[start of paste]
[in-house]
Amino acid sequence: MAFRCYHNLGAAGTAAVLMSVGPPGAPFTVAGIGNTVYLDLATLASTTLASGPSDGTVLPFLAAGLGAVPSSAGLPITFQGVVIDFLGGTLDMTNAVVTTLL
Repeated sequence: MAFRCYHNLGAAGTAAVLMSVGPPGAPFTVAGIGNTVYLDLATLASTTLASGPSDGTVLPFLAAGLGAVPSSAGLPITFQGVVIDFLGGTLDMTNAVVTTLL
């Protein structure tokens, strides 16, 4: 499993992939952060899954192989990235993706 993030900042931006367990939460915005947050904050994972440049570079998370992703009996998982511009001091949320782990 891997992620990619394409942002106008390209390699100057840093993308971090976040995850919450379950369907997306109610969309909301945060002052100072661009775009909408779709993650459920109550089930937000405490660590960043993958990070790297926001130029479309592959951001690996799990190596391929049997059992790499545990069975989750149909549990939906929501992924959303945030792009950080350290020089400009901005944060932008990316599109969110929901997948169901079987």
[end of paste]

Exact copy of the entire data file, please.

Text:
[in-house]
Amino acid sequence: MAFRCYHNLGAAGTAAVLMSVGPPGAPFTVAGIGNTVYLDLATLASTTLASGPSDGTVLPFLAAGLGAVPSSAGLPITFQGVVIDFLGGTLDMTNAVVTTLL
Repeated sequence: MAFRCYHNLGAAGTAAVLMSVGPPGAPFTVAGIGNTVYLDLATLASTTLASGPSDGTVLPFLAAGLGAVPSSAGLPITFQGVVIDFLGGTLDMTNAVVTTLL
């Protein structure tokens, strides 16, 4: 499993992939952060899954192989990235993706 993030900042931006367990939460915005947050904050994972440049570079998370992703009996998982511009001091949320782990 891997992620990619394409942002106008390209390699100057840093993308971090976040995850919450379950369907997306109610969309909301945060002052100072661009775009909408779709993650459920109550089930937000405490660590960043993958990070790297926001130029479309592959951001690996799990190596391929049997059992790499545990069975989750149909549990939906929501992924959303945030792009950080350290020089400009901005944060932008990316599109969110929901997948169901079987």